We Hear You! More Letters About the October Issue

Here’s more of what you had to say about our latest issue.

By the MORE.com Editors

 Readers respond to the October issue.

The Pelosi Debate

  Any magazine that finds Nancy Pelosi  ["The Most Powerful Woman in U.S. History"] worthy of any type of space other than a news/current events item no longer has my interest, or my business. This woman is an example of every stereotype we fought in the 60s and 70s to be taken seriously. The woman is an over-the-hill bimbo who needs a rich husband and a Messianic president to look the least bit substantial.  Which she most assuredly is not.
Donna Badaglialacqua

First of all, the cover title of the "Most Hated Woman in America" should belong to another person. Nancy Pelosi is a powerful woman with excellent skills. She may be controversial, but she certainly doesn’t deserve to be hated for doing her job well. And if she is hated, I can only hope that the majority of the people who feel that way are men. If not then, I am saddened by the idea that American women have forgotten what so many of our sisters have fought for and been persecuted for in the past, namely respect and equality as vital contributors to society.
I think a much better candidate for the “Most Hated Woman in America” title is Sarah Palin. This is a woman who gives women a bad name. The fact that I share her gender makes me cringe! She is a barbarian. How any thinking woman can support her in any way astounds me. Sarah Palin cares about one thing and one thing only, Sarah Palin.
Hedi Lee
Hixson, TX

 
I had a hearty chuckle at the irony of the title you selected in your October issue, "The Most Powerful Woman in U.S. History."  You chose to highlight Nancy Pelosi’s comment, "I always say to the Republican women, ‘Take back your party.’  We need a strong, viable Republican party in the country, not a fringe element."  Clearly Mrs. Pelosi hasn’t looked in the mirror lately.
Marianne Harmon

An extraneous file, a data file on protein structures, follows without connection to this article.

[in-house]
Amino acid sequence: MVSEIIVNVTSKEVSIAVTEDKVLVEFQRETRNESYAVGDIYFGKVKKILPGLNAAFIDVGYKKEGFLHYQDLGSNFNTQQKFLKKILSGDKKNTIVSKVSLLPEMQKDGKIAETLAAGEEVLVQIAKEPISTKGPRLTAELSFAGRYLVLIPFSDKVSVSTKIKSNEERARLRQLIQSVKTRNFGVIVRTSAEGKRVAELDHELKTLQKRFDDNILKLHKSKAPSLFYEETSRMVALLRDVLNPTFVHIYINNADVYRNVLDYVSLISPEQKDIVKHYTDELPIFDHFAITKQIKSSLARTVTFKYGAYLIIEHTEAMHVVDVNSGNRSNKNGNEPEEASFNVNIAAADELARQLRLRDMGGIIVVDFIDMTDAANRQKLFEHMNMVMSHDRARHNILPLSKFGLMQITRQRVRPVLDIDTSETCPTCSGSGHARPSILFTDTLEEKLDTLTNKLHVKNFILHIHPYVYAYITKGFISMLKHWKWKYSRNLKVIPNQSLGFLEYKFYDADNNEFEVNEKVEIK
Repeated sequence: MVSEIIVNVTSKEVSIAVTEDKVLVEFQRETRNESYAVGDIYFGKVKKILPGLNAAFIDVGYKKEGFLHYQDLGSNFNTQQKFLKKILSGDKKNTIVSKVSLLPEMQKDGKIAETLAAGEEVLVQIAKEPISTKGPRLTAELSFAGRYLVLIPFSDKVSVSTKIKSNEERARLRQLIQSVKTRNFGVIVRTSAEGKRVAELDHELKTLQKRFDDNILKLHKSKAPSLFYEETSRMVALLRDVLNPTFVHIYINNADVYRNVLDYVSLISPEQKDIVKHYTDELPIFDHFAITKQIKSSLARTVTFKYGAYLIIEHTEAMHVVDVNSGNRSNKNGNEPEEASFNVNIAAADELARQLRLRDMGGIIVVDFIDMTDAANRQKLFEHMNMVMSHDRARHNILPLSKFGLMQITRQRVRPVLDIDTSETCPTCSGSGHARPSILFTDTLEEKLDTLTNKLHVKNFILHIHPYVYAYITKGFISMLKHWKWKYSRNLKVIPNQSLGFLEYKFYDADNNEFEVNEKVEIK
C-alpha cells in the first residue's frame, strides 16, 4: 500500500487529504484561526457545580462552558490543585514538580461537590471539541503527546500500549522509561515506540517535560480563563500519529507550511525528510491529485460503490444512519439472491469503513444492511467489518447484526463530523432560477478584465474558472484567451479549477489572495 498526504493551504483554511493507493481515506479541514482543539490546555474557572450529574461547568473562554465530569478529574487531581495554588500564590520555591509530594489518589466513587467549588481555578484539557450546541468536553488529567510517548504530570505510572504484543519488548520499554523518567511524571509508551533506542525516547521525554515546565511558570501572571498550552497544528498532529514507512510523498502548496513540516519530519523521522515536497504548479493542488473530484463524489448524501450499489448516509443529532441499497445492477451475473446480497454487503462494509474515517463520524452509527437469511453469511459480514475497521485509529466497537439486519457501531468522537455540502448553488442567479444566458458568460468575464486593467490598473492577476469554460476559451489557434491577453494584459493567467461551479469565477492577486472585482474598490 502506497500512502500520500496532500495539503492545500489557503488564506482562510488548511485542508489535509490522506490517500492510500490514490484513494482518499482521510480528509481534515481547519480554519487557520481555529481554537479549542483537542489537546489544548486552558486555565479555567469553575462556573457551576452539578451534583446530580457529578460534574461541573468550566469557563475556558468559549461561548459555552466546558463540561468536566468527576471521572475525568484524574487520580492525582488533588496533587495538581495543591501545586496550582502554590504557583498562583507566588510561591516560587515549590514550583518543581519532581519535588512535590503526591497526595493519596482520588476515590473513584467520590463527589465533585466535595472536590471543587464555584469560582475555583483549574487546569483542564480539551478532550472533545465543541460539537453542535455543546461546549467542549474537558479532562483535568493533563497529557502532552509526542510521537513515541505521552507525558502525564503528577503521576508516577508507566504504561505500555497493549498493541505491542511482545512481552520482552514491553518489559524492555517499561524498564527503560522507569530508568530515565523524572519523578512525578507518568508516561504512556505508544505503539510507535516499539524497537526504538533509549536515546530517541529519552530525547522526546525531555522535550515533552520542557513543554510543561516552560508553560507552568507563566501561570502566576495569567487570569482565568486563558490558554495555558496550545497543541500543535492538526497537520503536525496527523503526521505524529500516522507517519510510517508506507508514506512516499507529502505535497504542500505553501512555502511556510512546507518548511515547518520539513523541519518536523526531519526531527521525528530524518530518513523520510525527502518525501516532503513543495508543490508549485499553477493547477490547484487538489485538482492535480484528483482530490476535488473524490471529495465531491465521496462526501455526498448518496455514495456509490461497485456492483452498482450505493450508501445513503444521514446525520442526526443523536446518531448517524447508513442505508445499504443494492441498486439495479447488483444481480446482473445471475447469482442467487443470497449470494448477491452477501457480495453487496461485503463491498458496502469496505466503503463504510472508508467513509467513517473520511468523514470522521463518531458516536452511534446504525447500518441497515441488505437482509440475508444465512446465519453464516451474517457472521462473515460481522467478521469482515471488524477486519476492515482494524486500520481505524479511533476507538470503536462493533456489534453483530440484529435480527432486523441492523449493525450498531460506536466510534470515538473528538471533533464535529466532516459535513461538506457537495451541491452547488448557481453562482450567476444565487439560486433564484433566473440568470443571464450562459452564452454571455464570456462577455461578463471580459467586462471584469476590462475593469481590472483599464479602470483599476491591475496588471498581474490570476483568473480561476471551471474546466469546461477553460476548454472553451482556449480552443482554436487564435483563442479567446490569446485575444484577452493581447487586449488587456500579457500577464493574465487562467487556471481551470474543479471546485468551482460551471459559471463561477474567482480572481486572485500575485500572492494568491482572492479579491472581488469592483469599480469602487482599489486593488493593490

Severna Park, MD

 
I always read MORE from front to back cover and love this magazine. However, in the picture on page 159 of Nancy Pelosi’s meeting, it was extremely sad to see the two women on the right hand side looking at their cell phones. Their behavior shows a total disrespect for Ms. Pelosi in that they prefer to look at their messages instead of listening to what Ms. Pelosi had to say. Since when can staffers or representatives show so little disregard for the other people, subject matter and environment that they cannot wait one or two hours to check their phones?
Sad that a picture like that had to be distributed to thousands of subscribers who see that these two women don’t have any manners nor the decency to put their cell phone toys away during a meeting. It also is a complete distraction to anyone looking at the picture and Ms. Pelosi is no longer the focus of the picture.
Colette Jaccard
 
I have been a reader of your magazine for several years and have been satisfied with it until I received my October issue.  I find it very politically motivated by running an article about Nancy Pelosi just before the November election.  Although I am a woman, I do not have the same beliefs that this woman is a political power-house in Washington. Her approvals ratings are through the floor and there is no way after the way she has reacted to the recent events in Congress and the current administration that I hold her in any high regard. I feel your magazine is taking sides on the political spectrum in Washington and I will definitely re-think my renewing of your magazine.  Please believe that there are also conservative women that read your magazine and probably feel the same way I do.
Karen Petzold
South Lyon, MI

Whether one agrees or disagrees with Ms. Pelosi’s politics, it is not illogical to label a person communist and Nazi. Both positions are left from the center. NAZI stands for National Socialists and the position is slightly right of Communism, but assuredly left of center and far left of right-wing approaches to government. This would lean more towards a Constitutionalist or perhaps Libertarian stripe.
Your editorial staff is usually sharper than this.  I am surprised this lapse of simple vocabulary made its way into the final version of the story.
Dr. Lori Puterbaugh
Seminole, FL

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First Published Tue, 2010-10-12 09:57

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